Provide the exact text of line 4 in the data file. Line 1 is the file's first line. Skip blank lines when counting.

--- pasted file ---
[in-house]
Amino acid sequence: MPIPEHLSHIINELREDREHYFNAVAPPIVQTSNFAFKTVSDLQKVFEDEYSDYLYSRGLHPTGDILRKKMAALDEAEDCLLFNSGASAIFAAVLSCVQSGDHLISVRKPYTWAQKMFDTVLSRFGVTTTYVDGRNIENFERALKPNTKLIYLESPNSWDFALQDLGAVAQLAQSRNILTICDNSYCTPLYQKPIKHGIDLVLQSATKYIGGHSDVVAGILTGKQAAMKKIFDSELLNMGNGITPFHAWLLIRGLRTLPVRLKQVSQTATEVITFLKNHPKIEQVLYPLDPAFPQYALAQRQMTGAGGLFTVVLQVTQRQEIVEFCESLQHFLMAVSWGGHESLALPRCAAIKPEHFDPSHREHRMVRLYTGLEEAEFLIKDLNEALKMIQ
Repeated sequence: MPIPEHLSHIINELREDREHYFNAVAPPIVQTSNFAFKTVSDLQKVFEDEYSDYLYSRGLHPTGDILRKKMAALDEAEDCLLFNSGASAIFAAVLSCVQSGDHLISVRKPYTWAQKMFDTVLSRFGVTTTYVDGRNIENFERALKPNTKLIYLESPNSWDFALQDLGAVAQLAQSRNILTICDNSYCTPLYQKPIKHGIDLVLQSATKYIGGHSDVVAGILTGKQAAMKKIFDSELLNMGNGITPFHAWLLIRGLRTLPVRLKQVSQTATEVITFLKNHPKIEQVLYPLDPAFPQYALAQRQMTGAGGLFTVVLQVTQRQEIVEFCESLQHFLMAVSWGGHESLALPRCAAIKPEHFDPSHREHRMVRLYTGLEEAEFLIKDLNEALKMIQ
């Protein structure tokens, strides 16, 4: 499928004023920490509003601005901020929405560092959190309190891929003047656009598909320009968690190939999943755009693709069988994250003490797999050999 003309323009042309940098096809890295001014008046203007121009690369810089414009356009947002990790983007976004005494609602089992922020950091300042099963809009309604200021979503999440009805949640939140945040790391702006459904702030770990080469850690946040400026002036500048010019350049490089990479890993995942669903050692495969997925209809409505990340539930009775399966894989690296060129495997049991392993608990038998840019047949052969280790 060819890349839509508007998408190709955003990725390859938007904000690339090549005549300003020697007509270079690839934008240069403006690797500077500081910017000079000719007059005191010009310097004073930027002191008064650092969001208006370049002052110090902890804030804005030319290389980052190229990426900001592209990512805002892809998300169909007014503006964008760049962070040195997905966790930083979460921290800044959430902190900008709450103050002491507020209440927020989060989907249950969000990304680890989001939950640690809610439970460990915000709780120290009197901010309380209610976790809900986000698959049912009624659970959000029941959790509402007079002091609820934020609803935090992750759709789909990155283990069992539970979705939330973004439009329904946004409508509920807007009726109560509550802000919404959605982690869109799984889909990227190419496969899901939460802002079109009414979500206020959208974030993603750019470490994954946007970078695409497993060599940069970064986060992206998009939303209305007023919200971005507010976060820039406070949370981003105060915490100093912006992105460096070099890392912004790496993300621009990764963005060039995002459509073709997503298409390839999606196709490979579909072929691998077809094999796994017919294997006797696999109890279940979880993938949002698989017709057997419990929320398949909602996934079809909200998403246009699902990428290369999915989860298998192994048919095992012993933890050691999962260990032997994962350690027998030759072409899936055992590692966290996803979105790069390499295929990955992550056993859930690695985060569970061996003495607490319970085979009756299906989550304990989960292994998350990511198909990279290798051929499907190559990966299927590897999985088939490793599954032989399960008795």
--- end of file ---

């Protein structure tokens, strides 16, 4: 499928004023920490509003601005901020929405560092959190309190891929003047656009598909320009968690190939999943755009693709069988994250003490797999050999 003309323009042309940098096809890295001014008046203007121009690369810089414009356009947002990790983007976004005494609602089992922020950091300042099963809009309604200021979503999440009805949640939140945040790391702006459904702030770990080469850690946040400026002036500048010019350049490089990479890993995942669903050692495969997925209809409505990340539930009775399966894989690296060129495997049991392993608990038998840019047949052969280790 060819890349839509508007998408190709955003990725390859938007904000690339090549005549300003020697007509270079690839934008240069403006690797500077500081910017000079000719007059005191010009310097004073930027002191008064650092969001208006370049002052110090902890804030804005030319290389980052190229990426900001592209990512805002892809998300169909007014503006964008760049962070040195997905966790930083979460921290800044959430902190900008709450103050002491507020209440927020989060989907249950969000990304680890989001939950640690809610439970460990915000709780120290009197901010309380209610976790809900986000698959049912009624659970959000029941959790509402007079002091609820934020609803935090992750759709789909990155283990069992539970979705939330973004439009329904946004409508509920807007009726109560509550802000919404959605982690869109799984889909990227190419496969899901939460802002079109009414979500206020959208974030993603750019470490994954946007970078695409497993060599940069970064986060992206998009939303209305007023919200971005507010976060820039406070949370981003105060915490100093912006992105460096070099890392912004790496993300621009990764963005060039995002459509073709997503298409390839999606196709490979579909072929691998077809094999796994017919294997006797696999109890279940979880993938949002698989017709057997419990929320398949909602996934079809909200998403246009699902990428290369999915989860298998192994048919095992012993933890050691999962260990032997994962350690027998030759072409899936055992590692966290996803979105790069390499295929990955992550056993859930690695985060569970061996003495607490319970085979009756299906989550304990989960292994998350990511198909990279290798051929499907190559990966299927590897999985088939490793599954032989399960008795």